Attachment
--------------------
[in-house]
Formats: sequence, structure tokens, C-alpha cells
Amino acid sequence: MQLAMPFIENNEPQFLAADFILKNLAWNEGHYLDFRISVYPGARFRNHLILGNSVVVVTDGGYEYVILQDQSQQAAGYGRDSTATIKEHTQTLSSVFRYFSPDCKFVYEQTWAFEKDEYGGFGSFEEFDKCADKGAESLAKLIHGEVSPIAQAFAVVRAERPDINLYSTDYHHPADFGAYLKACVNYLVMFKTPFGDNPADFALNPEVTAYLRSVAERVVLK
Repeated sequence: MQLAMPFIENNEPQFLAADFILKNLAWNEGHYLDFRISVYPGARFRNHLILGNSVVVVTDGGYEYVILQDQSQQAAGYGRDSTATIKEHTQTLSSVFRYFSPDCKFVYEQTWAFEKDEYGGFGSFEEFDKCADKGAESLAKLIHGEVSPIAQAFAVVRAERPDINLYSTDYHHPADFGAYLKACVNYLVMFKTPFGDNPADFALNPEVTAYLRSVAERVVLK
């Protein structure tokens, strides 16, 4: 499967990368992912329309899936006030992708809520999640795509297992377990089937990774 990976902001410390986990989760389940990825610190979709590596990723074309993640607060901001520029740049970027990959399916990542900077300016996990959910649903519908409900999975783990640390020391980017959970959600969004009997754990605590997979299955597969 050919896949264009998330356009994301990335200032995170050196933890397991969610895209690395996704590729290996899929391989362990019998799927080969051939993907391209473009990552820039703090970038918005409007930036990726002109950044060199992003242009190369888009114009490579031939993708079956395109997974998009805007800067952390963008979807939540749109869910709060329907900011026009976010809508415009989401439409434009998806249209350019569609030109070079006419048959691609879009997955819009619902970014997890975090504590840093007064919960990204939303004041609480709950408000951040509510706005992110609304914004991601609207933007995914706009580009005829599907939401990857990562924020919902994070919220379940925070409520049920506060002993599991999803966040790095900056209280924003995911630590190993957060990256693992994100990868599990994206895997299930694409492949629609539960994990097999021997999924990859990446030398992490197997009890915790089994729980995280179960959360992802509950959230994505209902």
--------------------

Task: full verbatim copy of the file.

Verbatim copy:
[in-house]
Formats: sequence, structure tokens, C-alpha cells
Amino acid sequence: MQLAMPFIENNEPQFLAADFILKNLAWNEGHYLDFRISVYPGARFRNHLILGNSVVVVTDGGYEYVILQDQSQQAAGYGRDSTATIKEHTQTLSSVFRYFSPDCKFVYEQTWAFEKDEYGGFGSFEEFDKCADKGAESLAKLIHGEVSPIAQAFAVVRAERPDINLYSTDYHHPADFGAYLKACVNYLVMFKTPFGDNPADFALNPEVTAYLRSVAERVVLK
Repeated sequence: MQLAMPFIENNEPQFLAADFILKNLAWNEGHYLDFRISVYPGARFRNHLILGNSVVVVTDGGYEYVILQDQSQQAAGYGRDSTATIKEHTQTLSSVFRYFSPDCKFVYEQTWAFEKDEYGGFGSFEEFDKCADKGAESLAKLIHGEVSPIAQAFAVVRAERPDINLYSTDYHHPADFGAYLKACVNYLVMFKTPFGDNPADFALNPEVTAYLRSVAERVVLK
């Protein structure tokens, strides 16, 4: 499967990368992912329309899936006030992708809520999640795509297992377990089937990774 990976902001410390986990989760389940990825610190979709590596990723074309993640607060901001520029740049970027990959399916990542900077300016996990959910649903519908409900999975783990640390020391980017959970959600969004009997754990605590997979299955597969 050919896949264009998330356009994301990335200032995170050196933890397991969610895209690395996704590729290996899929391989362990019998799927080969051939993907391209473009990552820039703090970038918005409007930036990726002109950044060199992003242009190369888009114009490579031939993708079956395109997974998009805007800067952390963008979807939540749109869910709060329907900011026009976010809508415009989401439409434009998806249209350019569609030109070079006419048959691609879009997955819009619902970014997890975090504590840093007064919960990204939303004041609480709950408000951040509510706005992110609304914004991601609207933007995914706009580009005829599907939401990857990562924020919902994070919220379940925070409520049920506060002993599991999803966040790095900056209280924003995911630590190993957060990256693992994100990868599990994206895997299930694409492949629609539960994990097999021997999924990859990446030398992490197997009890915790089994729980995280179960959360992802509950959230994505209902």